CLI commands improvement prototype
This week, maas UX is focused on improving the CLI experience in MAAS. We’ve created a simple prototype in commanderJS, starting with 4 most basic commands as a proof of concept of 4 different outputs.
Our goal is to simplify the input structure and provide outputs that are more human readable. This version still needs a lot of refinement and polishing, but this is where we start.
The first command is our initial help page. By typing $maas or $maas --help, a user should receive an output that helps them get started quickly. The initial help command is broken down into subtopics to provide our users with better understanding of their action.
We’ve also introduced the concept of primary object, which in this case is
machines. When a user performs an action against a primary object, they shouldn’t need to add a MAAS object as the second argument. Therefore, $maas list and $maas machine list should have the same output.
We reduced the amount of columns to these 6 columns as default, because we are aware that some users might have smaller terminal size and we’d rather not break the viewports. A user should also have an option where they can change their output format to json or yaml as well.
We’ve noticed that the singular and plural object in our current CLI can cause confusion for our users. So in this prototype $maas list would assume a collection output, whereas $maas list [MACHINE_NAME, status=[STATUS], core=[VALUES], etc] would provide a refined version of the output.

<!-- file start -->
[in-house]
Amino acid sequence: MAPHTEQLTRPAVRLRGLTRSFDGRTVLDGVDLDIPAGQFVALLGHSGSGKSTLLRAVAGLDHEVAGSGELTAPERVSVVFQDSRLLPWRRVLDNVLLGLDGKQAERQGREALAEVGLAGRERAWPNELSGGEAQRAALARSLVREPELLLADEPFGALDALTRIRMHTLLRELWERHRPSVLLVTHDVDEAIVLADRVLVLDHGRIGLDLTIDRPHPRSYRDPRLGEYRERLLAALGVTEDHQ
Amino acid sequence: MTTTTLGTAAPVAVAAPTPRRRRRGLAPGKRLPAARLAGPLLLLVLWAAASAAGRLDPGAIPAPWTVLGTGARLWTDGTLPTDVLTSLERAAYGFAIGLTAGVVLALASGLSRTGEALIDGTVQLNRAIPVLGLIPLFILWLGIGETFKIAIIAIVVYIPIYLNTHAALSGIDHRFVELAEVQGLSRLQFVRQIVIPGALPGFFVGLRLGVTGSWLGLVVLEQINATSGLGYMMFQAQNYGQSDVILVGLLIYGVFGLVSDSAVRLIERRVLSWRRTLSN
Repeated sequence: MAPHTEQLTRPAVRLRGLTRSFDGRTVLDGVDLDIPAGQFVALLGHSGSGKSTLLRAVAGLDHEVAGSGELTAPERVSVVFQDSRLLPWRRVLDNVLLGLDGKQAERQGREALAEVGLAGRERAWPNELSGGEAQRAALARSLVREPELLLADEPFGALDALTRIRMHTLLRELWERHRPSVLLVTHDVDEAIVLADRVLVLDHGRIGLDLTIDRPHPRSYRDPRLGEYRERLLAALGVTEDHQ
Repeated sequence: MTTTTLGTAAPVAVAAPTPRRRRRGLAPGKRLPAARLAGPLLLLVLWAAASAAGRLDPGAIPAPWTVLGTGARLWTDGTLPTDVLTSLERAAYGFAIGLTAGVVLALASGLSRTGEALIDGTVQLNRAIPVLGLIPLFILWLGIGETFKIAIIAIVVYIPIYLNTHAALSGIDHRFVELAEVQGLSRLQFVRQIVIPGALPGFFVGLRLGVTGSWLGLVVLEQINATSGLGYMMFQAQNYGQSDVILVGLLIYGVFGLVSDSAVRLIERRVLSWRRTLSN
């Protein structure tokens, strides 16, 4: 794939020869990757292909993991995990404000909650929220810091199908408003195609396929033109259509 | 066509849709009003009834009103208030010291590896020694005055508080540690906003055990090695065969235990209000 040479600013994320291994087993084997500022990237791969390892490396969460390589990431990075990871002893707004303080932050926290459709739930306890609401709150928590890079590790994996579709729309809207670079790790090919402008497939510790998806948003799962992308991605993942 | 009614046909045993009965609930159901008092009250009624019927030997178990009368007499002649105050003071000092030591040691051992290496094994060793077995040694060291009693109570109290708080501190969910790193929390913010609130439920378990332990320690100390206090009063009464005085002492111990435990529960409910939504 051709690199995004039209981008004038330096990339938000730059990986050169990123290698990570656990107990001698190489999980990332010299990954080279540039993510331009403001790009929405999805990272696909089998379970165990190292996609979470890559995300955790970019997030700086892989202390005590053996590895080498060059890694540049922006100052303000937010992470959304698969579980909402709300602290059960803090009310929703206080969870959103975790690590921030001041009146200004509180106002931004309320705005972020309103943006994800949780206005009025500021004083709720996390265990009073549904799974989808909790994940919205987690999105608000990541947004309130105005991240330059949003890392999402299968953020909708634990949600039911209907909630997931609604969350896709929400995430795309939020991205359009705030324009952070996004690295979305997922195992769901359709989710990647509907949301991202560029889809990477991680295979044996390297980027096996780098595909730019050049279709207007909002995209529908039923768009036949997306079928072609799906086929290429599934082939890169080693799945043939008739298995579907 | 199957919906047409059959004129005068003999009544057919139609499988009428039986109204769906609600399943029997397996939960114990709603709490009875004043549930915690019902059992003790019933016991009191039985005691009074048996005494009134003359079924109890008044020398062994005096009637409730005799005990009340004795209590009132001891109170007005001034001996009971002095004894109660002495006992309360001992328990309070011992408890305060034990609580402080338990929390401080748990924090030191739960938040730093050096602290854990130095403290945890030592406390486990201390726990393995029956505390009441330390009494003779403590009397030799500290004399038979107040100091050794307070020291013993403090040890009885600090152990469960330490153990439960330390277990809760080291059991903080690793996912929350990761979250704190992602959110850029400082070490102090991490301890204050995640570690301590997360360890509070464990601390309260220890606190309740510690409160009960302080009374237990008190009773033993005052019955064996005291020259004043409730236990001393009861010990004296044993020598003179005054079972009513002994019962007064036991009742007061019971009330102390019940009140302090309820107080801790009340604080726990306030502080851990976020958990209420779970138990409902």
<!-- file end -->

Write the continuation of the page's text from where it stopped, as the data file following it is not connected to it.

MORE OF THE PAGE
We also want to introduce a loading state to the CLI, for instance, $maas commission [MACHINE_NAME] will show a spinner while it is processing and shows a table output with a new status when it is completed.
Finally, for certain commands like deploy, where a user needs to parse a lot of arguments, we will create a more interactive experience in the CLI to help our users parse the right arguments.
Once there is error, we will try to show the error from our event log for normal mode and bring out the file system error logs on --verbose or --debug modes.
Our NUMA node design is finally completed this week. After 9 design iterations and feedback collections, we’ve come to the conclusion for our designs. There are 2 important views for the NUMA aware VMs - the aggregated view and the NUMA node view.
In the aggregated view, we show the summary of our resources in one place. The resources card is broken down into RAM (with hugepages), CPU cores, virtual functions, and total VMs that are connected to the instance.
By NUMA node view:
The NUMA node view breaks down the aggregated view by NUMA node. Each NUMA node displays how much a broken down view of what is allocated and free. Besides, if hugepage memory is set, it can also show how much space in the virtual memory is allocated for it.
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